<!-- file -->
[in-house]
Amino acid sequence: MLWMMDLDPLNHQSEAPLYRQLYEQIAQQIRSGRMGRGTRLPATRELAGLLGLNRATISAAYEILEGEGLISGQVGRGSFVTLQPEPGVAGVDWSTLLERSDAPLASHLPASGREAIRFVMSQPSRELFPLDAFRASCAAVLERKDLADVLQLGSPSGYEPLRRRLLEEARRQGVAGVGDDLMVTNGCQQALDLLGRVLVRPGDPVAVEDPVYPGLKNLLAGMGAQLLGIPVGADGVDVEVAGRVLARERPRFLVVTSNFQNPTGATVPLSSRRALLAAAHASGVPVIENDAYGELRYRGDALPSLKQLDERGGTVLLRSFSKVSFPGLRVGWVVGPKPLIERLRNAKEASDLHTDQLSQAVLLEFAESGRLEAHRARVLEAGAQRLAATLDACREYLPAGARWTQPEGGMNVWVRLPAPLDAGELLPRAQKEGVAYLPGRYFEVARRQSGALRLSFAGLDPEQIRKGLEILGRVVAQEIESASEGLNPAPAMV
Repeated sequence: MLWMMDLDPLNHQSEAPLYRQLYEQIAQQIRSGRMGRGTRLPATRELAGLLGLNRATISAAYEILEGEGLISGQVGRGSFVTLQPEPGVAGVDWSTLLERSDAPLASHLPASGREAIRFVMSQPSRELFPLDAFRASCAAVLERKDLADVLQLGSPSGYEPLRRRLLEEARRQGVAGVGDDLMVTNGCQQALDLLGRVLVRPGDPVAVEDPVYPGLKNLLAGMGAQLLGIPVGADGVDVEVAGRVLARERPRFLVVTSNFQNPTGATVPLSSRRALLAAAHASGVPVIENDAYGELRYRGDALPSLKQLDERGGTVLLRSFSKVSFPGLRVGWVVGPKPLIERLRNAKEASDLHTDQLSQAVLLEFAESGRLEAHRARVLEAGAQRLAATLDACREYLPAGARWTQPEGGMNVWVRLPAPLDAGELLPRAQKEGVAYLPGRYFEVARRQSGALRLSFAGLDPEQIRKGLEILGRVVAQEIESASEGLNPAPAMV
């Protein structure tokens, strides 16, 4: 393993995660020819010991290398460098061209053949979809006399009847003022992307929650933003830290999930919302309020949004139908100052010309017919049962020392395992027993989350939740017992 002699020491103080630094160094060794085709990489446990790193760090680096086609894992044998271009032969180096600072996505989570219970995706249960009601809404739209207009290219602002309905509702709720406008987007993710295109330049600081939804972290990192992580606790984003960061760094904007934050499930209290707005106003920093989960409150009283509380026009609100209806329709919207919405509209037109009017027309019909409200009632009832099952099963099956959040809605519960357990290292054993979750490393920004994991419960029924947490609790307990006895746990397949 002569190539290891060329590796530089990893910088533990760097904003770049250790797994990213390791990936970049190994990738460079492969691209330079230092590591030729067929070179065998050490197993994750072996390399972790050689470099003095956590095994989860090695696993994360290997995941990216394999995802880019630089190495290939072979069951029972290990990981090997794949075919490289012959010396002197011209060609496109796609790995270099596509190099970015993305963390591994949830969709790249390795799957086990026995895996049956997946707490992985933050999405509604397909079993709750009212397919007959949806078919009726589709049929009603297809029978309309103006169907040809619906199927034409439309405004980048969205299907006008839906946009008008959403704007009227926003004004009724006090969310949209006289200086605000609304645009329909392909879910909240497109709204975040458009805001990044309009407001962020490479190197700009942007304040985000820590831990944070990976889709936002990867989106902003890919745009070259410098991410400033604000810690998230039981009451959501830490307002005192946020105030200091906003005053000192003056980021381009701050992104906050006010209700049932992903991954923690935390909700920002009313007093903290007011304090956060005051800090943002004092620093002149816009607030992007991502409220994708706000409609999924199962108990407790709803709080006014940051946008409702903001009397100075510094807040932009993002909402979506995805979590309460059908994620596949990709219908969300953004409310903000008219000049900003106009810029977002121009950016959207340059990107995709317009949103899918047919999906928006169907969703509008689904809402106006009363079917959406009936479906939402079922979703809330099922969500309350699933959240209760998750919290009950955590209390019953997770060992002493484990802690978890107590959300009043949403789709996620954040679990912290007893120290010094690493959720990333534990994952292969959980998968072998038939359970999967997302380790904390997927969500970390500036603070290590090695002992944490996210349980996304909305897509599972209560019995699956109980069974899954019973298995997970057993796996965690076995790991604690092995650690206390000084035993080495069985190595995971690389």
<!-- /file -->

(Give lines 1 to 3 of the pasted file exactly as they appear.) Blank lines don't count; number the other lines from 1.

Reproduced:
[in-house]
Amino acid sequence: MLWMMDLDPLNHQSEAPLYRQLYEQIAQQIRSGRMGRGTRLPATRELAGLLGLNRATISAAYEILEGEGLISGQVGRGSFVTLQPEPGVAGVDWSTLLERSDAPLASHLPASGREAIRFVMSQPSRELFPLDAFRASCAAVLERKDLADVLQLGSPSGYEPLRRRLLEEARRQGVAGVGDDLMVTNGCQQALDLLGRVLVRPGDPVAVEDPVYPGLKNLLAGMGAQLLGIPVGADGVDVEVAGRVLARERPRFLVVTSNFQNPTGATVPLSSRRALLAAAHASGVPVIENDAYGELRYRGDALPSLKQLDERGGTVLLRSFSKVSFPGLRVGWVVGPKPLIERLRNAKEASDLHTDQLSQAVLLEFAESGRLEAHRARVLEAGAQRLAATLDACREYLPAGARWTQPEGGMNVWVRLPAPLDAGELLPRAQKEGVAYLPGRYFEVARRQSGALRLSFAGLDPEQIRKGLEILGRVVAQEIESASEGLNPAPAMV
Repeated sequence: MLWMMDLDPLNHQSEAPLYRQLYEQIAQQIRSGRMGRGTRLPATRELAGLLGLNRATISAAYEILEGEGLISGQVGRGSFVTLQPEPGVAGVDWSTLLERSDAPLASHLPASGREAIRFVMSQPSRELFPLDAFRASCAAVLERKDLADVLQLGSPSGYEPLRRRLLEEARRQGVAGVGDDLMVTNGCQQALDLLGRVLVRPGDPVAVEDPVYPGLKNLLAGMGAQLLGIPVGADGVDVEVAGRVLARERPRFLVVTSNFQNPTGATVPLSSRRALLAAAHASGVPVIENDAYGELRYRGDALPSLKQLDERGGTVLLRSFSKVSFPGLRVGWVVGPKPLIERLRNAKEASDLHTDQLSQAVLLEFAESGRLEAHRARVLEAGAQRLAATLDACREYLPAGARWTQPEGGMNVWVRLPAPLDAGELLPRAQKEGVAYLPGRYFEVARRQSGALRLSFAGLDPEQIRKGLEILGRVVAQEIESASEGLNPAPAMV